General Edward Porter Alexander ( Part 5 )


After the disaster at Fredrickburg, Lincoln replaced Burnside with Joe Hooker. He started south with the union army with 105,000 men. The most direct route to Richmond passed directly through the wooded swamp known as the Wilderness. Of course Lee and Jackson blocked the only road at Chancellorsville with their 32,000 veterans. Stonewalls flanking maneuver screened by a railroad cut, turned the federal line into a route. As the battle went on into the night Jackson was accidentally shot by his own men while returning from a night time scouting of the federal lines. Lee’s cavalry commander, JEB Stuart took command and Alexander and his artillery fired grapeshot and canister fire into the retreating blue masses. They were able to use their long range whitworth rifles on the retreating wagons. The Union army was able to once again pull defeat from the jaws of victory but the stress of nonstop campaigns was starting to show on the CSA.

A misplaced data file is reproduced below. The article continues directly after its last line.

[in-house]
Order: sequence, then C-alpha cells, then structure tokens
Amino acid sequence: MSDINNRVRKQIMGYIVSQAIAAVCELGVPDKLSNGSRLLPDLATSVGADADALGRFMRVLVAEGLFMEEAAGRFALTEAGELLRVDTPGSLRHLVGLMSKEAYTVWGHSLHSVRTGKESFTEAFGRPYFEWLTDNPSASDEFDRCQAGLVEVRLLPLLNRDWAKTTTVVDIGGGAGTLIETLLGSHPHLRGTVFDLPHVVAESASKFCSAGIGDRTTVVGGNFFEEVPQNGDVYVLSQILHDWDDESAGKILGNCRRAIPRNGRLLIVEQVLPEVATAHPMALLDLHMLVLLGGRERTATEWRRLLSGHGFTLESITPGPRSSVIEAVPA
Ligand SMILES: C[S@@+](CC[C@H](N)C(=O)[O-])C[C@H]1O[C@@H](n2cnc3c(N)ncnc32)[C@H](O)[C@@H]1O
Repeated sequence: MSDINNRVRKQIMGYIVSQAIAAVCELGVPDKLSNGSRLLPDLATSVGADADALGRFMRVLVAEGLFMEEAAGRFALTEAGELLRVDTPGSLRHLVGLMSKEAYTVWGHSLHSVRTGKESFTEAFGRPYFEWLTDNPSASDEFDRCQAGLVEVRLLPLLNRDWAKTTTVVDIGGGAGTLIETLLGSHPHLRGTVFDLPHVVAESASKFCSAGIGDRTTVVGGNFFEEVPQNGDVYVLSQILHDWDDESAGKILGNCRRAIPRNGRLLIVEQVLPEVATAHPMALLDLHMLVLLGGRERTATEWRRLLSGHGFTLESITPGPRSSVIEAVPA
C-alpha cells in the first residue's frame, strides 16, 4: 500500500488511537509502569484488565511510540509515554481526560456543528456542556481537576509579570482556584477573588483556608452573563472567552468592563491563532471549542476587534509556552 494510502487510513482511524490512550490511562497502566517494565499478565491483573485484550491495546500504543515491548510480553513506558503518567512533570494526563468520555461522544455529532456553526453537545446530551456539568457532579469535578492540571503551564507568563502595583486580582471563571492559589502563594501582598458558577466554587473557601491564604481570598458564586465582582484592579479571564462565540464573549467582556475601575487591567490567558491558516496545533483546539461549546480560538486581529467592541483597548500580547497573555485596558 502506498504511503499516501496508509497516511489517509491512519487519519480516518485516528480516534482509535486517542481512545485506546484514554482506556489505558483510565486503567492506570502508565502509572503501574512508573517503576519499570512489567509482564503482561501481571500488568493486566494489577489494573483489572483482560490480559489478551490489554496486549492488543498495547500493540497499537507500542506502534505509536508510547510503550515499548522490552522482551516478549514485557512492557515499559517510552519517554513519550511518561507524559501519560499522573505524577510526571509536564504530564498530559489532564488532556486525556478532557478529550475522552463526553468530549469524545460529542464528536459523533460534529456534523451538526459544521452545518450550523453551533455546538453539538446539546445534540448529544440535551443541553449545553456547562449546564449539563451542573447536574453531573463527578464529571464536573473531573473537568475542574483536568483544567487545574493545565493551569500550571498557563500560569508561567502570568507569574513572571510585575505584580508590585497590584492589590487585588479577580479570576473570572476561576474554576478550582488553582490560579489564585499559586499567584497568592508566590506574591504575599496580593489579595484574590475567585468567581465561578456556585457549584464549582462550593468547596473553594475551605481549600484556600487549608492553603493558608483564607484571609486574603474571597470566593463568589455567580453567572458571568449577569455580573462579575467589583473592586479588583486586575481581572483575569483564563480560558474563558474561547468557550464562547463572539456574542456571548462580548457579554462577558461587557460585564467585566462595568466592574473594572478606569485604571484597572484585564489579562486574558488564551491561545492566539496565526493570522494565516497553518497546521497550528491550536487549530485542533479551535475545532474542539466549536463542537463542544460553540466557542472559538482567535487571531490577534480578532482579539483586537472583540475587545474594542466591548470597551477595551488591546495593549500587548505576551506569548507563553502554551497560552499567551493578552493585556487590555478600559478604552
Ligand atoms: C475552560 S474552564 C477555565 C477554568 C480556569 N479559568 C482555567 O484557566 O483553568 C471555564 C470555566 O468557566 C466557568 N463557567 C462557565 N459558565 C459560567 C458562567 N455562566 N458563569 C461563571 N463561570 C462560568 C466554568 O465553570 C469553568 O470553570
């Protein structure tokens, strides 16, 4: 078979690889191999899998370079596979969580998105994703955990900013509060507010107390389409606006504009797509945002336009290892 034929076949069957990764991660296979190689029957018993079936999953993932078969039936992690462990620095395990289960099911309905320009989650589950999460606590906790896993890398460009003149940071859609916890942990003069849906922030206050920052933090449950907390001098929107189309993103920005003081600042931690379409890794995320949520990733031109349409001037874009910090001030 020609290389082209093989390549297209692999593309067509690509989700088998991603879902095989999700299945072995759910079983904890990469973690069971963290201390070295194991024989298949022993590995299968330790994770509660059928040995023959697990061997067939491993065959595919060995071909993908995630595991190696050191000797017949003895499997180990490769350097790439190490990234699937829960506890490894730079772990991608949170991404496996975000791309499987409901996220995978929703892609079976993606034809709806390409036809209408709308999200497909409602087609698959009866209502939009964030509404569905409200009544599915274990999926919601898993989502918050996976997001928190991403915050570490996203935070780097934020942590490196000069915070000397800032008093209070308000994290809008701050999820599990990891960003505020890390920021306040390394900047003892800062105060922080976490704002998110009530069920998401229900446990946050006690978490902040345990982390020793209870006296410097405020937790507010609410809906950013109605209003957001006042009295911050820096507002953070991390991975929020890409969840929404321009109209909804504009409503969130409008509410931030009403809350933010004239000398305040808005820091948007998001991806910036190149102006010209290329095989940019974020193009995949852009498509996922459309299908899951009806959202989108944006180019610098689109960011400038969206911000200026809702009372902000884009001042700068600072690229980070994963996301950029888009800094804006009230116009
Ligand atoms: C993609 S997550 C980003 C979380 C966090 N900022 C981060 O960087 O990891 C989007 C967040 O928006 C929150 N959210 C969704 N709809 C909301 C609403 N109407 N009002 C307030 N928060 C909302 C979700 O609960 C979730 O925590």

The war in the west wasn’t going well and Longstreet’s corps was shipped by rail to east Tennessee to help out. Alexander and his guns didn’t arrive in time to have much effect on the battle at Chicamauga, but Longstreet’s infantry swept the field. General Bragg was not up to the level of Lee and Alexander found him lacking in leadership ability. The artillery commander and his gunners did do their duty in spite of poor ammunition and worse strategy at Chattanooga. There was no complaining when the unit was returned to General Lee’s command.



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